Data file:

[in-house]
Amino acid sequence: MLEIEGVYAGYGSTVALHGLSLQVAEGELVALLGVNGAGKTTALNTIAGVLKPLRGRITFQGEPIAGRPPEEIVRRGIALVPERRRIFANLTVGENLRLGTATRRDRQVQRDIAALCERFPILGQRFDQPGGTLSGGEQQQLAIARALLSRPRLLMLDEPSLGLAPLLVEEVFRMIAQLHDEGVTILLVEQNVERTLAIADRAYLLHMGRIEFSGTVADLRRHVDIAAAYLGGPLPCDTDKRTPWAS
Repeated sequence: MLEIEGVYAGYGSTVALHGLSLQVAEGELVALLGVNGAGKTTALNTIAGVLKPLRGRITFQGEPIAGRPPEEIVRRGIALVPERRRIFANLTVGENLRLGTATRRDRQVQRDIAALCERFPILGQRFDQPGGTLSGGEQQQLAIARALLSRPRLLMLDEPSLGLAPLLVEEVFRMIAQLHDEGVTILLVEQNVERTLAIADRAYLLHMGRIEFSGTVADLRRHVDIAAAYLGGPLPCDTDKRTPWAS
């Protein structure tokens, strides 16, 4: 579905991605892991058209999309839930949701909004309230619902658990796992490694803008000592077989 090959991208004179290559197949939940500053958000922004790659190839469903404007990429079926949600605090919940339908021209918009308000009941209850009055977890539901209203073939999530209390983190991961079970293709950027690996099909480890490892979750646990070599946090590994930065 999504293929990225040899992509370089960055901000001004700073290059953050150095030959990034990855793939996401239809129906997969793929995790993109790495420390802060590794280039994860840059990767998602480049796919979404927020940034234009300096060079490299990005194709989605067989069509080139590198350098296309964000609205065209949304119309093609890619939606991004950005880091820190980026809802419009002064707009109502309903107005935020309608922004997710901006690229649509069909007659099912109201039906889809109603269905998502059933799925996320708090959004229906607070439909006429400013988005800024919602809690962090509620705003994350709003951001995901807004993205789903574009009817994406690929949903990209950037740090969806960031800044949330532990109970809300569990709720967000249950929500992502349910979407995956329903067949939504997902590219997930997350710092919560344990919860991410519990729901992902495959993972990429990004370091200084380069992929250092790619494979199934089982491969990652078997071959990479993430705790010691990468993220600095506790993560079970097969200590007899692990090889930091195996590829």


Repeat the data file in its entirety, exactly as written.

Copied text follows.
[in-house]
Amino acid sequence: MLEIEGVYAGYGSTVALHGLSLQVAEGELVALLGVNGAGKTTALNTIAGVLKPLRGRITFQGEPIAGRPPEEIVRRGIALVPERRRIFANLTVGENLRLGTATRRDRQVQRDIAALCERFPILGQRFDQPGGTLSGGEQQQLAIARALLSRPRLLMLDEPSLGLAPLLVEEVFRMIAQLHDEGVTILLVEQNVERTLAIADRAYLLHMGRIEFSGTVADLRRHVDIAAAYLGGPLPCDTDKRTPWAS
Repeated sequence: MLEIEGVYAGYGSTVALHGLSLQVAEGELVALLGVNGAGKTTALNTIAGVLKPLRGRITFQGEPIAGRPPEEIVRRGIALVPERRRIFANLTVGENLRLGTATRRDRQVQRDIAALCERFPILGQRFDQPGGTLSGGEQQQLAIARALLSRPRLLMLDEPSLGLAPLLVEEVFRMIAQLHDEGVTILLVEQNVERTLAIADRAYLLHMGRIEFSGTVADLRRHVDIAAAYLGGPLPCDTDKRTPWAS
């Protein structure tokens, strides 16, 4: 579905991605892991058209999309839930949701909004309230619902658990796992490694803008000592077989 090959991208004179290559197949939940500053958000922004790659190839469903404007990429079926949600605090919940339908021209918009308000009941209850009055977890539901209203073939999530209390983190991961079970293709950027690996099909480890490892979750646990070599946090590994930065 999504293929990225040899992509370089960055901000001004700073290059953050150095030959990034990855793939996401239809129906997969793929995790993109790495420390802060590794280039994860840059990767998602480049796919979404927020940034234009300096060079490299990005194709989605067989069509080139590198350098296309964000609205065209949304119309093609890619939606991004950005880091820190980026809802419009002064707009109502309903107005935020309608922004997710901006690229649509069909007659099912109201039906889809109603269905998502059933799925996320708090959004229906607070439909006429400013988005800024919602809690962090509620705003994350709003951001995901807004993205789903574009009817994406690929949903990209950037740090969806960031800044949330532990109970809300569990709720967000249950929500992502349910979407995956329903067949939504997902590219997930997350710092919560344990919860991410519990729901992902495959993972990429990004370091200084380069992929250092790619494979199934089982491969990652078997071959990479993430705790010691990468993220600095506790993560079970097969200590007899692990090889930091195996590829």